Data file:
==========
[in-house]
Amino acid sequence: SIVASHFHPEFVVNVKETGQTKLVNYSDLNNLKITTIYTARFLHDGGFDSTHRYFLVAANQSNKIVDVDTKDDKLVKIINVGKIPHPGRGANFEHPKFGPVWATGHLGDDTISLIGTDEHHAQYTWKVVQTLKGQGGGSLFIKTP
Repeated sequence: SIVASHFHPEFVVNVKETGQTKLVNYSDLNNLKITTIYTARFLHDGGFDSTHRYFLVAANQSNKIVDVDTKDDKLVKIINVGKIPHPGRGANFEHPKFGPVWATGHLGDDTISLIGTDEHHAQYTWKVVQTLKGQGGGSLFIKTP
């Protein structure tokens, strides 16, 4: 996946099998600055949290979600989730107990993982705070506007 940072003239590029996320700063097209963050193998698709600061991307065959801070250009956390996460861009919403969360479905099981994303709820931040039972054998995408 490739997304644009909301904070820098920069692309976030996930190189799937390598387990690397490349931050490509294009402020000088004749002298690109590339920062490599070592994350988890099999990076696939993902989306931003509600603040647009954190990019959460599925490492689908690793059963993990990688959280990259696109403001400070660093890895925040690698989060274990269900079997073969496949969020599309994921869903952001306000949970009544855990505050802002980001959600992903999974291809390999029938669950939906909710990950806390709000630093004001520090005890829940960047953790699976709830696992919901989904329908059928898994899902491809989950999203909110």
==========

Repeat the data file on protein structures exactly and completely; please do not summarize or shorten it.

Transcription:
[in-house]
Amino acid sequence: SIVASHFHPEFVVNVKETGQTKLVNYSDLNNLKITTIYTARFLHDGGFDSTHRYFLVAANQSNKIVDVDTKDDKLVKIINVGKIPHPGRGANFEHPKFGPVWATGHLGDDTISLIGTDEHHAQYTWKVVQTLKGQGGGSLFIKTP
Repeated sequence: SIVASHFHPEFVVNVKETGQTKLVNYSDLNNLKITTIYTARFLHDGGFDSTHRYFLVAANQSNKIVDVDTKDDKLVKIINVGKIPHPGRGANFEHPKFGPVWATGHLGDDTISLIGTDEHHAQYTWKVVQTLKGQGGGSLFIKTP
């Protein structure tokens, strides 16, 4: 996946099998600055949290979600989730107990993982705070506007 940072003239590029996320700063097209963050193998698709600061991307065959801070250009956390996460861009919403969360479905099981994303709820931040039972054998995408 490739997304644009909301904070820098920069692309976030996930190189799937390598387990690397490349931050490509294009402020000088004749002298690109590339920062490599070592994350988890099999990076696939993902989306931003509600603040647009954190990019959460599925490492689908690793059963993990990688959280990259696109403001400070660093890895925040690698989060274990269900079997073969496949969020599309994921869903952001306000949970009544855990505050802002980001959600992903999974291809390999029938669950939906909710990950806390709000630093004001520090005890829940960047953790699976709830696992919901989904329908059928898994899902491809989950999203909110």